"When a family adopts a child, they love the child just like it's their own flesh and blood. It's the same with vision. Other people will adopt it for their very own."

In our personal world, maybe one or two or three people know us like we really are, Hawkins said. You might interact with hundreds of people in a professional setting. With a public persona, a person may not know you personally or professionally but has formed an opinion about you.

"Vision, integrity and purpose show in those other settings and are revealed in the Kingdom of God," he said. "Be a person of vision, integrity and purpose. You can be a person of vision but if you're not a person of integrity, you won't have influence. People of purpose know why they're here. It takes all three to be a VIP."

LifeWay Films schedules encore 'Insanity of God' simulcasts

By Carol Pipes

NASHVILLE (BP) -- Response to LifeWay Films' simulcasts of "The Insanity of God" last fall has prompted encore showings March 22 and 26.

The feature documentary tells the story of missionaries Nik and Ruth Ripken who traveled to 72 countries into the depths of the persecuted church to find out if God actually makes a difference in difficult places. The film is produced by the International Mission Board and Cooke Pictures, distributed by LifeWay Films and based on a best-selling book of the same name released by LifeWay's B&H Publishing Group.

LifeWay Films' Trent Myers said the large turnout for the first simulcasts Nov. 9 and 13 and requests for more showings led to the additional simulcasts this spring.

The Insanity of God premiered in theaters with one-night showings on Aug. 30 and Sept. 13, garnering $1.1 million in ticket sales. The Aug. 30 showing was number one in per-theater average.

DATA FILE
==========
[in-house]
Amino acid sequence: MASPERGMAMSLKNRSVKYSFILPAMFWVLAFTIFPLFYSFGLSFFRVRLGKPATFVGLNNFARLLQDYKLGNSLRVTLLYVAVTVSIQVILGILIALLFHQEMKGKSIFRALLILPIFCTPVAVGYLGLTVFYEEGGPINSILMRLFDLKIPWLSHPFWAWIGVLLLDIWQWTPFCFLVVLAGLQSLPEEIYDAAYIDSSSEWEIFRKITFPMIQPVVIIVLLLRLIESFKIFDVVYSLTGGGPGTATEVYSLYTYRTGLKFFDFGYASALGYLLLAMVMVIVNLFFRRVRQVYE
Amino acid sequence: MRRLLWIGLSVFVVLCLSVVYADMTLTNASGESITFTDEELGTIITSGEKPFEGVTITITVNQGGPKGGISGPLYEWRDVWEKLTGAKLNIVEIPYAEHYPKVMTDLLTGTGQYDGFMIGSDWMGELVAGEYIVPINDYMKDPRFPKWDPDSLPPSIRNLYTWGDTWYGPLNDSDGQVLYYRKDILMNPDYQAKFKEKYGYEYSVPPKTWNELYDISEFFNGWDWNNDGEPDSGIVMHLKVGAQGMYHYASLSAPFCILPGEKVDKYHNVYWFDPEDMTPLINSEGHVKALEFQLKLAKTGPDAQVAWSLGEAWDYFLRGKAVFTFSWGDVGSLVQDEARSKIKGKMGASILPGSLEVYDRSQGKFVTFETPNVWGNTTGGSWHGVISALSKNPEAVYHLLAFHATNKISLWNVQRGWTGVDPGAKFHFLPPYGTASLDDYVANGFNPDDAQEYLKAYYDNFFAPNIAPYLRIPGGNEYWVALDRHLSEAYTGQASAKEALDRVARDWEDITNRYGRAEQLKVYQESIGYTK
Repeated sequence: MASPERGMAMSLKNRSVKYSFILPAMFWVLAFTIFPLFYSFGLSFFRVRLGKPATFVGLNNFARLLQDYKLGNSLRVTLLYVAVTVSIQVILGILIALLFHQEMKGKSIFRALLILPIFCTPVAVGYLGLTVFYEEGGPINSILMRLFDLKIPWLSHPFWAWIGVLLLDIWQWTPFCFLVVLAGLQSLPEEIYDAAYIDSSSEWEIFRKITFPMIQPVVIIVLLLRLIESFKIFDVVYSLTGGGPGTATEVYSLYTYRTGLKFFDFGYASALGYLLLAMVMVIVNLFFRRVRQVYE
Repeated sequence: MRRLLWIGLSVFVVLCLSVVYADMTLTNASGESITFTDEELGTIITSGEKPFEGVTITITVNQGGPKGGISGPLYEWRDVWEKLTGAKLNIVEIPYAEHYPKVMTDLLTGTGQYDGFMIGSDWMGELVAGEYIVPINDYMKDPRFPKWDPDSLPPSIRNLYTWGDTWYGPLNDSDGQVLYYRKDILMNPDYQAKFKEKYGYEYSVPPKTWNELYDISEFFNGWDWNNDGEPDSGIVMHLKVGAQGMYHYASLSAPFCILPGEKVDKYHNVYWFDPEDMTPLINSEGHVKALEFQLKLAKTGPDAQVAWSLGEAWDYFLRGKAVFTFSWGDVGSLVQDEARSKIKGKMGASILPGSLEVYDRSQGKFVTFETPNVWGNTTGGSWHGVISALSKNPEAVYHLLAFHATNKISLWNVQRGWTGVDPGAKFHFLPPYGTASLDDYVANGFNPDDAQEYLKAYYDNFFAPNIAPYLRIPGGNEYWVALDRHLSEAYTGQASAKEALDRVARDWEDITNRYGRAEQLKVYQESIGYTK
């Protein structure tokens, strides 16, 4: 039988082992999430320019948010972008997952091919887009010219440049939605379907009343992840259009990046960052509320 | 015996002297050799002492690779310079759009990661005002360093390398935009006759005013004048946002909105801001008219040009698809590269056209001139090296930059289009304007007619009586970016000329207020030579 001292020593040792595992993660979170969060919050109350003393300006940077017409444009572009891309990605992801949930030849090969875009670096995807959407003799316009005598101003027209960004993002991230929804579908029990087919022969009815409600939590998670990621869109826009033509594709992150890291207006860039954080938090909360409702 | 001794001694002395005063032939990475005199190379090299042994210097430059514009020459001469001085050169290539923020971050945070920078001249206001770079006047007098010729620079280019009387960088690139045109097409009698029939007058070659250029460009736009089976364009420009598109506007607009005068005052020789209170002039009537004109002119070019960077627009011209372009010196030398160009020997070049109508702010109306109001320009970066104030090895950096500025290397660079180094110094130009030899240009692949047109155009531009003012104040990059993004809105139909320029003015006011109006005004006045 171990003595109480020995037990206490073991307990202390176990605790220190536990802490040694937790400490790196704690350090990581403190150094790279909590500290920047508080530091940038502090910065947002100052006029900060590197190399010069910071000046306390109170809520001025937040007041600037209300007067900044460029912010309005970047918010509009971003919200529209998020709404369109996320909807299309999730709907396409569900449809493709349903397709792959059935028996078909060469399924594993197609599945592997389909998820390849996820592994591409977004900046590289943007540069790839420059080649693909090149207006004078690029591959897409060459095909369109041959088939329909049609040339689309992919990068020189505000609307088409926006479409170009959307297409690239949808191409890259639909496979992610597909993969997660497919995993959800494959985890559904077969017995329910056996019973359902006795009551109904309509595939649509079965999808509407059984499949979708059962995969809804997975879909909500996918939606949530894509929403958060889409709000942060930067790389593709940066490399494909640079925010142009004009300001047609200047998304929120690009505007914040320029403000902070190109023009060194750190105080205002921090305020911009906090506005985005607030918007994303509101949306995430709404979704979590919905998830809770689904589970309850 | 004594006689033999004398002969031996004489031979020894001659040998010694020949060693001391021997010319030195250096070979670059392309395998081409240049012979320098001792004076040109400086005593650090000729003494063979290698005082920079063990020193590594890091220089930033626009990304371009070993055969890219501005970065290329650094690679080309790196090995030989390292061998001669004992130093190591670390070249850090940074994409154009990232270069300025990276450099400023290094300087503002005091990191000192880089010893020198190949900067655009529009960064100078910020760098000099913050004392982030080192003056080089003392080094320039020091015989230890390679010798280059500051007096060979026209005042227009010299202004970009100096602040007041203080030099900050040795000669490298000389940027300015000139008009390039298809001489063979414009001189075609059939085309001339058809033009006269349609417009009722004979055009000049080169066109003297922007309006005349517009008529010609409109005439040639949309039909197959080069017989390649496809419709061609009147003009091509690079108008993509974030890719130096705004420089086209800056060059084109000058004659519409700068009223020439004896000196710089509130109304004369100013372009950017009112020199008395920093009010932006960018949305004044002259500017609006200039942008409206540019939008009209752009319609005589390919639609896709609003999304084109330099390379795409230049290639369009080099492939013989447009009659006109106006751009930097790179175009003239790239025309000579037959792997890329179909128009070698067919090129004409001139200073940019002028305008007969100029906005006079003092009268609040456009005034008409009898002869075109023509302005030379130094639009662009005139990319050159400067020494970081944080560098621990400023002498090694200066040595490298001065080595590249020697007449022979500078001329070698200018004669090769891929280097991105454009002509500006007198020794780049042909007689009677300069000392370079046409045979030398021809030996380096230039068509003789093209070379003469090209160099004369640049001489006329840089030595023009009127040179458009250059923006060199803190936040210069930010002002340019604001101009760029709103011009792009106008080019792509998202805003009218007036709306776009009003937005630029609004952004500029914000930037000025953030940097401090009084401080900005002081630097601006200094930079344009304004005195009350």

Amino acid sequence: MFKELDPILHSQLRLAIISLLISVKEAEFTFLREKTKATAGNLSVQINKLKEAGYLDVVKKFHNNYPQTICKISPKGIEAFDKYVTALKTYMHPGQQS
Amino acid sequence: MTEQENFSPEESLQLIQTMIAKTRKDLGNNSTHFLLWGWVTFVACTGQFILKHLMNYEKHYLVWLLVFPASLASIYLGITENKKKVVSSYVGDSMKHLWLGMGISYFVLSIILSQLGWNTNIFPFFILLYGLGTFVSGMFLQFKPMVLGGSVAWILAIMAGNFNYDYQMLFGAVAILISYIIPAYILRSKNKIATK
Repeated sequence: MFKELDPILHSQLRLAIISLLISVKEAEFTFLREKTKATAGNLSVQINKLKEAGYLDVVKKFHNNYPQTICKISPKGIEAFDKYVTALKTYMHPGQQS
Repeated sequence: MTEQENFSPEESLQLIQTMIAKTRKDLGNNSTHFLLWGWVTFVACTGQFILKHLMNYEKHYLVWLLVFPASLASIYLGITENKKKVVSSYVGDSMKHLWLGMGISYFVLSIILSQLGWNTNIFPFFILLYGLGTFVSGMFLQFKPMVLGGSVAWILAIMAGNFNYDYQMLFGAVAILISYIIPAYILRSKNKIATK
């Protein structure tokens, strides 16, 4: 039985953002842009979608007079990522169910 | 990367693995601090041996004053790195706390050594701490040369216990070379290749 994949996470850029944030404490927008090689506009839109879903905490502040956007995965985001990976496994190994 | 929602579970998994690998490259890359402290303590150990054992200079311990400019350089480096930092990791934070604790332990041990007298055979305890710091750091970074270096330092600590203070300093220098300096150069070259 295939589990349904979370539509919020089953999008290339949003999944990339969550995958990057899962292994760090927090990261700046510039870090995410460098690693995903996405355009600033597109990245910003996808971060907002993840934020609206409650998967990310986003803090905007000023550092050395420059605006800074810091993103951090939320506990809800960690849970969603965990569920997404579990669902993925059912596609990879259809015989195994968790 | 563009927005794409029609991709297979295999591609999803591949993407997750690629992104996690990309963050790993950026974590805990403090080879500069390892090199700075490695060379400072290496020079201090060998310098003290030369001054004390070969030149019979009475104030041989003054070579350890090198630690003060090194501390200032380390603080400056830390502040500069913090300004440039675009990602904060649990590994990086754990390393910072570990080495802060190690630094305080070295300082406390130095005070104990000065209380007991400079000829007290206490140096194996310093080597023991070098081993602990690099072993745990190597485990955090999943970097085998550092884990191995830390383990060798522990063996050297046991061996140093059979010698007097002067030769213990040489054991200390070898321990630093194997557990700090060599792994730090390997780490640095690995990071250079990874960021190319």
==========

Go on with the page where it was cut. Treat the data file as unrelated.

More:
The film's DVD was released Nov. 21.

"This film impacted so many lives last year ... and we want to continue creating new opportunities for churches to share the Gospel," Myers said. "The Insanity of God simulcast is the perfect way for churches to do this by inviting individuals throughout their communities in for a free movie night and popcorn.

"With all the different types of digital media consuming our lives these days, there's no better way of sharing the story of Jesus than through the medium of film," Myers said. "The Ripkens' story is so challenging and uplifting and we believe it has the potential to change lives all over the globe."

Churches and individuals can register for the March 22 and 26 simulcasts at LifeWay.com/InsanityofGod.


Kathie Chute is director of communications for GateWay Seminary of the Southern Baptist Convention; Carol Pipes is director of communications for LifeWay Christian Resources.

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Scripture reading marathon continues at Union Univ.

JACKSON, Tenn. (BP) -- Despite drenching rain and forceful winds, the first two days of Union University's Scripture reading marathon went on as scheduled.